Title VI of the Clean Air Act ("CAA"), 42 U.S.C. §§ 7671-7671q (2004), implements the policies and directives of the Montreal Protocol on Substances that Deplete the Ozone Layer, Sept. 16, 1987, 26 I.L.M. 1550 (entered into force Jan. 1, 1989), in two ways relevant to this appeal: first, by setting timetables for phasing out production and importation of chemicals that deplete the protective stratospheric ozone layer, such as chlorofluorocarbons ("CFCs") and hydrochlorofluorocarbons ("HCFCs"), and second, by identifying substitutes for ozone-depleting substances thus phased out. Among the industrial uses of CFCs and HCFCs is the manufacture of foam products. In 1999 the Environmental Protection Agency ("EPA") designated HFC-245fa, a non-ozone depleting hydrofluorocarbon ("HFC") product developed by Honeywell International Inc. ("Honeywell"), as an acceptable listed substitute for HCFC-141b, an ozone-depleting chemical scheduled to be phased out in 2003, for all foam uses. Honeywell now challenges a final rule also authorizing as substitutes for HCFC-141b the use of two ozone-depleting chemicals — HCFC-22 and HCFC-142b — in certain foam end-uses if technical constraints prevent use of an approved listed alternative. Honeywell contends that EPA exceeded its statutory authority and departed from its policy without rational explanation by approving ozone-depleting chemicals because EPA (1) failed to provide adequate notice of its decision to approve HCFC-22 and HCFC-142b where its rule had proposed the opposite; (2) had previously approved substitutes that, in relative terms, present a reduced risk to human health and the environment; and (3) improperly considered potential economic impact when rendering its final decision. EPA responds, as a threshold matter, that Honeywell lacks standing, and on the merits, that there was adequate notice, and that Honeywell misconstrues the effect of the listing of an approved substitute chemical and ignores that continued use of ozone-depleting chemicals under the rule turns only on technical feasibility and not costs. On reply, Honeywell also contends that the rule impermissibly delegates certain determinations to the regulated end users. We hold that Honeywell has standing.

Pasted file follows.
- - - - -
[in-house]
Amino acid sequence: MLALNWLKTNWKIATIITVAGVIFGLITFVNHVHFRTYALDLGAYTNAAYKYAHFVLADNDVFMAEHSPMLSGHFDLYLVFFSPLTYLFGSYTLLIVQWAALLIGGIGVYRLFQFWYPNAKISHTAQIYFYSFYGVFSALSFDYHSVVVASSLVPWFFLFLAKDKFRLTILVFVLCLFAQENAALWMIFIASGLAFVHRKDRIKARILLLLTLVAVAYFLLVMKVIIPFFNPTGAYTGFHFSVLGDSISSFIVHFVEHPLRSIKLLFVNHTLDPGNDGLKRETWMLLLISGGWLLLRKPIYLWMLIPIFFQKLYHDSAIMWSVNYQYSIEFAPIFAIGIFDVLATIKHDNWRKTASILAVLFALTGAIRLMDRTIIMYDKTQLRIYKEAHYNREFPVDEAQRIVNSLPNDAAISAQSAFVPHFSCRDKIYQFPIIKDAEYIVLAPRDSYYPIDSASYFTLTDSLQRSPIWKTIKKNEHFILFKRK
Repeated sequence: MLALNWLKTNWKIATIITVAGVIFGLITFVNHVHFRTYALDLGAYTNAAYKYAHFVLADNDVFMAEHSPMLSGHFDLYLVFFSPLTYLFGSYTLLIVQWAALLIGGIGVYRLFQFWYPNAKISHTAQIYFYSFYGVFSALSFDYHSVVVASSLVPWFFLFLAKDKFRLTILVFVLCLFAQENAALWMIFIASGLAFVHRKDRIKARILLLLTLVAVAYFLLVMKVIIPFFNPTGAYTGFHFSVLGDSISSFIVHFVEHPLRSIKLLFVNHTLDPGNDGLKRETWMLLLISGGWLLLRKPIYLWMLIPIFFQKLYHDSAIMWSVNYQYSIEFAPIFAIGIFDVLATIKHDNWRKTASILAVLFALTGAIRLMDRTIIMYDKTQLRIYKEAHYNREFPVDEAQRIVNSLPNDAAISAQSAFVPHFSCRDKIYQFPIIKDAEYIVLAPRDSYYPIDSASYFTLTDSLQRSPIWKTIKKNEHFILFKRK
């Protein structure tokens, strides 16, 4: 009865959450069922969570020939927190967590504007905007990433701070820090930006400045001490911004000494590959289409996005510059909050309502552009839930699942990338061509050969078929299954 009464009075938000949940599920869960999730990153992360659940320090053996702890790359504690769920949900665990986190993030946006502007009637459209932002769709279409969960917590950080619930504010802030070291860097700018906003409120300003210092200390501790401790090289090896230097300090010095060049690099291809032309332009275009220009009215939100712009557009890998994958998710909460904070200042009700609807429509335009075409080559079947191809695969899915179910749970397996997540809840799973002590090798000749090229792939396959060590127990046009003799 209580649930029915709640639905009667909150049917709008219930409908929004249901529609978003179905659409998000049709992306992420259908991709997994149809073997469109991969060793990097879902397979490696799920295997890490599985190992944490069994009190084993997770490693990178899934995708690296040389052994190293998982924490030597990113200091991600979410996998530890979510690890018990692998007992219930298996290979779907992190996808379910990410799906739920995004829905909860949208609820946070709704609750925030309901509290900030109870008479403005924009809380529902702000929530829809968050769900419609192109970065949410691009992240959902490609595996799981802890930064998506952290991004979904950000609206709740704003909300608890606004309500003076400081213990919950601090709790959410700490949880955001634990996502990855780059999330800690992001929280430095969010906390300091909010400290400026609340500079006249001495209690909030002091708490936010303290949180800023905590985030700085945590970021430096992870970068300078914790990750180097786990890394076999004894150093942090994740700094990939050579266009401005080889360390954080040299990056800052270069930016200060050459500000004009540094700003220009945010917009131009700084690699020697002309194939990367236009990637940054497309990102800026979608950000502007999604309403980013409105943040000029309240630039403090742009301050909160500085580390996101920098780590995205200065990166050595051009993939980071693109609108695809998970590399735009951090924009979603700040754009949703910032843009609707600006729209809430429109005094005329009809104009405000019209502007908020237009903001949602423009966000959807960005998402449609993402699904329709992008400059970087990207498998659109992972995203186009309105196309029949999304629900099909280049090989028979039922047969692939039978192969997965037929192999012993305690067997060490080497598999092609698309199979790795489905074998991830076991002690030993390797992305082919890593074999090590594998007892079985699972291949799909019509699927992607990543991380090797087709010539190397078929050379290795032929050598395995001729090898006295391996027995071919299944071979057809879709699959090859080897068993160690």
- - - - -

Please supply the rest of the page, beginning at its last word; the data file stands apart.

Title VI of the Clean Air Act, 42 U.S.C. §§ 7671-7671q, sets restrictions on the use of chemicals known to have ozone-depleting properties as part of the implementation of a set of policies aimed at protecting the ozone layer. Sections 604 and 605 of the CAA, id. §§ 7671c & 7671d, set timetables phasing out, over time, most uses of "Class I" substances (which include chlorofluorocarbons) and "Class II substances" (which include hydrochlorofluorocarbons). As many such chemicals had been put to use in a wide array of commercial applications, the CAA seeks to ensure the availability of ozone-friendly replacements through § 612, id. § 7671k, which establishes the "safe alternatives policy." Section 612(a) provides that, "[t]o the maximum extent practicable, class I and class II substances shall be replaced by chemicals, product substitutes, or alternative manufacturing processes that reduce overall risks to human health and the environment." The Administrator of EPA is directed to take several steps to promote this transition, such as recommending research efforts to identify and develop alternatives for Class I and Class II substances. See CAA § 612(b).